People who feel satisfied with their lives do not bother to share Temasek Review posts, let alone read its contents. Or InfoWars for that matter. Censoring those kind of platforms and pretending those opinions shouldn't exist does not fix the problem because their audience still have good reasons to feel dissatisfied with their lot in life.

u/go_west · 4 pointsr/CanadaPolitics

They don't have anything to do with Canadian politics specifically but two very interesting books that I just finished.

  1. Origins of Political Order, Francis Fukuyama

  2. The World Until Yesterday, Jared Diamond

    Diamond's new book has opened my eyes on the value which traditional societies can provide to modern one's today. A really thought provoking book. Fukuyama is one of my most trusted authors on topics including sociology and historical development, the book focuses on political institutions and their development specifically through China and the Middle East (because that was where it all started).
u/Liara_cant_act · 3 pointsr/politics

Thanks for your kind words. I started having these thoughts back in my early college days when I was majoring in econ. I found it odd how the theories I was being taught were so simple and clear, yet there was so much political disagreement. I thought, "Why is there so much argument over what to do when the answers are so obvious!?"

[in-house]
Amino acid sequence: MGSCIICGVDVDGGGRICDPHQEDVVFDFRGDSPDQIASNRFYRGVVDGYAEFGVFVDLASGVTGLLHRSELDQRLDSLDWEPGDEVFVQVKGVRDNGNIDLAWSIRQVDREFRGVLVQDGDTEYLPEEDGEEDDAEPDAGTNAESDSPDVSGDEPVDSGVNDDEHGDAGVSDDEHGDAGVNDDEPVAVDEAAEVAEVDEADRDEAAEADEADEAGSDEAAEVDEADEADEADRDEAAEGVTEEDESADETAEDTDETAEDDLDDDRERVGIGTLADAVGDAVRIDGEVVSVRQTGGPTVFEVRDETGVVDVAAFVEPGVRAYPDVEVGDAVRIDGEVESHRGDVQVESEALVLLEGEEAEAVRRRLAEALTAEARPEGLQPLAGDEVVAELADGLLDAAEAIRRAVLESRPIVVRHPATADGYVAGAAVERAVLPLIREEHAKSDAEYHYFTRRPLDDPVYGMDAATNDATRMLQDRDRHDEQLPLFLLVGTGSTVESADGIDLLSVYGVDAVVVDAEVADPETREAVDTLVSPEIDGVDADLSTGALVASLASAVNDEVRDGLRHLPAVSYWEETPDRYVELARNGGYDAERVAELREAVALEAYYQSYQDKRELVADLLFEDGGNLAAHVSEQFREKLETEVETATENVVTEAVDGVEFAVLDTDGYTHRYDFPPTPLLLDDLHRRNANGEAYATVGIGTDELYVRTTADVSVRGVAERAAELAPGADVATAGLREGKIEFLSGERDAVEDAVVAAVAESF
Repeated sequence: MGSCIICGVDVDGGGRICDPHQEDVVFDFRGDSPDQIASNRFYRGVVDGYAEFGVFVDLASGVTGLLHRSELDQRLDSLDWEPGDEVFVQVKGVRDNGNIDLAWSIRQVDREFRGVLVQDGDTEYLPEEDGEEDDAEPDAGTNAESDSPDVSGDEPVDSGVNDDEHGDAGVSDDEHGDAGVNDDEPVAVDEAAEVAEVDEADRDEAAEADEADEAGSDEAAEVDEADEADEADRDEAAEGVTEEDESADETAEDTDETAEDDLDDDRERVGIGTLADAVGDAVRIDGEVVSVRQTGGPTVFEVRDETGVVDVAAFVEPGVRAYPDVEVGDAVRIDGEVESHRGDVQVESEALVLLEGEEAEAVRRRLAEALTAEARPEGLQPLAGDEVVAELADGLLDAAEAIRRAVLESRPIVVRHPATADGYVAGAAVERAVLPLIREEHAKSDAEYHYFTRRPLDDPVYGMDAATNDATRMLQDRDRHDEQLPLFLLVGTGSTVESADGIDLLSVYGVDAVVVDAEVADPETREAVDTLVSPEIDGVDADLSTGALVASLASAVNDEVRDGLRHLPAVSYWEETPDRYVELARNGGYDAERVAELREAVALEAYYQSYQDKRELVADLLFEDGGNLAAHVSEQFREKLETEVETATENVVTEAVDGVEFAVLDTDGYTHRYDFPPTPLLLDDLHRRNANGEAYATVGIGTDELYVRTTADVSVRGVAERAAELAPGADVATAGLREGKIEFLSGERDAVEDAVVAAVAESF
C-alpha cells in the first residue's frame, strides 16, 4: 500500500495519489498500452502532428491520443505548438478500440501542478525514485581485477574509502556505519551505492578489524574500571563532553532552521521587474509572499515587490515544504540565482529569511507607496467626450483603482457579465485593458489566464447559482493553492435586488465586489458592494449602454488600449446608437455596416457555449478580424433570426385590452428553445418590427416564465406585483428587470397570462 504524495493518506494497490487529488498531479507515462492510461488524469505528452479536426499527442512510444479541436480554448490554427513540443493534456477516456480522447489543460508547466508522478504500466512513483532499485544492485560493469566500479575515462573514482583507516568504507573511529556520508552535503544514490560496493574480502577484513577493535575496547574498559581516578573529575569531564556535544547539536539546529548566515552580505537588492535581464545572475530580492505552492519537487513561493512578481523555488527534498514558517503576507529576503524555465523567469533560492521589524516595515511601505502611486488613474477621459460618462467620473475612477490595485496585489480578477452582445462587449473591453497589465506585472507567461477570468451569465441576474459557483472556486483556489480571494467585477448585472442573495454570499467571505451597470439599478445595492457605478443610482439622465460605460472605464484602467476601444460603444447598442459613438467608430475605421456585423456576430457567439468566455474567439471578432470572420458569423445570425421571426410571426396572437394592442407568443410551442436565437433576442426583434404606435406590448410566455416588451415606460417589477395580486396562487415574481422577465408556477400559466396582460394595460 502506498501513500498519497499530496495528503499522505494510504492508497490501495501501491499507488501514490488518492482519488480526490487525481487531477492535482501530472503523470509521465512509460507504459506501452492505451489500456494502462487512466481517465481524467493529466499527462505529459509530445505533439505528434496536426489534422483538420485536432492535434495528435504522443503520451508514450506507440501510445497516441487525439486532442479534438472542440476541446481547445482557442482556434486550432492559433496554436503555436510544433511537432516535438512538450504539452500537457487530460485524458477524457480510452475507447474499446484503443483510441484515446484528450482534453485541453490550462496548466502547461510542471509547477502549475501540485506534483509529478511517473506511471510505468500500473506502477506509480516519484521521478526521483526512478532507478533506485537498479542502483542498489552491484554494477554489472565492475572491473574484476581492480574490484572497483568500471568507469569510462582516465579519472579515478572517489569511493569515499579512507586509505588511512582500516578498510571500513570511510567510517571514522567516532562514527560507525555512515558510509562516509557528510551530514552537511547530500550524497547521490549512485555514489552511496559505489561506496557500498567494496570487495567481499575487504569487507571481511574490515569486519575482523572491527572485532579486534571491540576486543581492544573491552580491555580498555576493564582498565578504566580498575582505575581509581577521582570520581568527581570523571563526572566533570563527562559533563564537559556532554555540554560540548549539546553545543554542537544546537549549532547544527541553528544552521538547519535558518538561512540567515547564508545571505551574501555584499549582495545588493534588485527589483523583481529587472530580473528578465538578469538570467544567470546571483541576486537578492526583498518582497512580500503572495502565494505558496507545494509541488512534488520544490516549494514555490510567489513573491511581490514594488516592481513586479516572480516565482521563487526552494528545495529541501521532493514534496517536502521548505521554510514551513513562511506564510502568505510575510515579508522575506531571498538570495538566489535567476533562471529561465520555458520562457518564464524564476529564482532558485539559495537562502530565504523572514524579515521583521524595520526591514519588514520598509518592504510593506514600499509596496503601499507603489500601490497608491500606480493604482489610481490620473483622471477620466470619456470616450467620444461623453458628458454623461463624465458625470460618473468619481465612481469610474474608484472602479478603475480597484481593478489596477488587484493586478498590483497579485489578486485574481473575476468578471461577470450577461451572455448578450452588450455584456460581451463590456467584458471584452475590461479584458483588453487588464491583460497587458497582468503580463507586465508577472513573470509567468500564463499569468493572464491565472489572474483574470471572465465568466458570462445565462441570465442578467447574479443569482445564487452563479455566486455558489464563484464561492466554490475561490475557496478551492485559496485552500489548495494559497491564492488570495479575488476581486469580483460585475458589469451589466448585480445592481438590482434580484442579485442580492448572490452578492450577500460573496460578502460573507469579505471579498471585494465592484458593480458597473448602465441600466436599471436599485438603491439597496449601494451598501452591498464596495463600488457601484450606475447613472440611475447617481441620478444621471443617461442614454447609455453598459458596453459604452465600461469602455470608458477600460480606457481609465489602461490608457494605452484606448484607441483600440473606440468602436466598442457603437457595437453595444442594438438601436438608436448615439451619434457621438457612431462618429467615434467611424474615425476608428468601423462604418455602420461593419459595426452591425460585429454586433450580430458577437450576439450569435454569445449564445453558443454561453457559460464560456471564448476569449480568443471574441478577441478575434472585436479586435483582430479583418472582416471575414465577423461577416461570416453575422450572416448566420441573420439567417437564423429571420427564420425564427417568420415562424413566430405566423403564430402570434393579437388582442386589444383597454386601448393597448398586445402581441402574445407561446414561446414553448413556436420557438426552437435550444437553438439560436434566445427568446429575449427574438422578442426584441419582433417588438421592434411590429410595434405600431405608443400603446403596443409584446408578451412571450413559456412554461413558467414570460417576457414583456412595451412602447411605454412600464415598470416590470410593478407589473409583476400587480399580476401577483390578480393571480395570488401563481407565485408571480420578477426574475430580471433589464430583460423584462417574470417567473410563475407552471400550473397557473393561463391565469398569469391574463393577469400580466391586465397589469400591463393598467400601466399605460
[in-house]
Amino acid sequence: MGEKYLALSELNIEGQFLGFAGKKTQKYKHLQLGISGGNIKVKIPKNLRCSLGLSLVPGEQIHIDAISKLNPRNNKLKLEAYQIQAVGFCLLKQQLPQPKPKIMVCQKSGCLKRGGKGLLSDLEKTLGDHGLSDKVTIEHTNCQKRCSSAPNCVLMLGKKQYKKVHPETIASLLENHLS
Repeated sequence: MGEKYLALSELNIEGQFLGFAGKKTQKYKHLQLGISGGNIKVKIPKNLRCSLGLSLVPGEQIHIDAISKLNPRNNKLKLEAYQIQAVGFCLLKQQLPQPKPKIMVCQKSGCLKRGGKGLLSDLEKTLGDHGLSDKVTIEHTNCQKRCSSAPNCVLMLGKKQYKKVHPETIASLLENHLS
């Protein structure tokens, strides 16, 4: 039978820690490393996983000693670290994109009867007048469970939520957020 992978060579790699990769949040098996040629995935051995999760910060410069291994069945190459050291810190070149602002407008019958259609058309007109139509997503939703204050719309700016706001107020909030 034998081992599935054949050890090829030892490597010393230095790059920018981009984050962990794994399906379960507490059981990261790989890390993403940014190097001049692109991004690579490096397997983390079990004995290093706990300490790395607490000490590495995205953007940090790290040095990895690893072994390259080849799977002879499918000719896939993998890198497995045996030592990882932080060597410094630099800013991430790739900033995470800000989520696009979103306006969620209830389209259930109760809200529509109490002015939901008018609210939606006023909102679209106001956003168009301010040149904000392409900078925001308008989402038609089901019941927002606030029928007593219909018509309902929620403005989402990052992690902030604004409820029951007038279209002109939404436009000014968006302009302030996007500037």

Then I started actually reading history and realized that things were not nearly so simple. That economics as it was taught to me is simplified and censored to the point of having almost no relationship to the real world. I eventually stumbled upon political economist Karl Polanyi's classic The Great Transformation and his concept of fictitious commodities, and that broke the dam/blew my mind.

Once I got into science, I found it very telling how all the economists and business people I had met were much more confident in their theories of the world than the chemists and biologists I was working with, despite the fact that the latter had much more solid empirical ground to stand on. That's the effect of ideology, I guess; you don't question it or even realize it is there.